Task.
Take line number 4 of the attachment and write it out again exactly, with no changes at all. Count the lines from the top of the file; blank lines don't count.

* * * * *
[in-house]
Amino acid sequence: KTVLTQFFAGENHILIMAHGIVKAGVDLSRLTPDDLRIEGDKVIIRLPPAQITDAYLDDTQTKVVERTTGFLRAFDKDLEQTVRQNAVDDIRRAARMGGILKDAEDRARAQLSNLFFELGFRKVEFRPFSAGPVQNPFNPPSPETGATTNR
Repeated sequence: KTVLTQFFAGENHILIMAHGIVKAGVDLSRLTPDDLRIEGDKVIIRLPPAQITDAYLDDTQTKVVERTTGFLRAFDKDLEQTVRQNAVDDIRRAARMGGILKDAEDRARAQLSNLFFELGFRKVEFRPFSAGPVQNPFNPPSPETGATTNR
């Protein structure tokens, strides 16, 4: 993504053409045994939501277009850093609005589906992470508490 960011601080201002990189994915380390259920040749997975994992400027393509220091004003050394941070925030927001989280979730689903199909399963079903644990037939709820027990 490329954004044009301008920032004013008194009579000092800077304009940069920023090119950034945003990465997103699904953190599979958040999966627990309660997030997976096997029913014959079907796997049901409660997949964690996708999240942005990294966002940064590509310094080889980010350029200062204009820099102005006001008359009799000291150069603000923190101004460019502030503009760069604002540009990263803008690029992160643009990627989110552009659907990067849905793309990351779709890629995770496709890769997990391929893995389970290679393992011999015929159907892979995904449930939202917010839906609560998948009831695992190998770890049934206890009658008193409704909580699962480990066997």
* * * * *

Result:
């Protein structure tokens, strides 16, 4: 993504053409045994939501277009850093609005589906992470508490 960011601080201002990189994915380390259920040749997975994992400027393509220091004003050394941070925030927001989280979730689903199909399963079903644990037939709820027990 490329954004044009301008920032004013008194009579000092800077304009940069920023090119950034945003990465997103699904953190599979958040999966627990309660997030997976096997029913014959079907796997049901409660997949964690996708999240942005990294966002940064590509310094080889980010350029200062204009820099102005006001008359009799000291150069603000923190101004460019502030503009760069604002540009990263803008690029992160643009990627989110552009659907990067849905793309990351779709890629995770496709890769997990391929893995389970290679393992011999015929159907892979995904449930939202917010839906609560998948009831695992190998770890049934206890009658008193409704909580699962480990066997």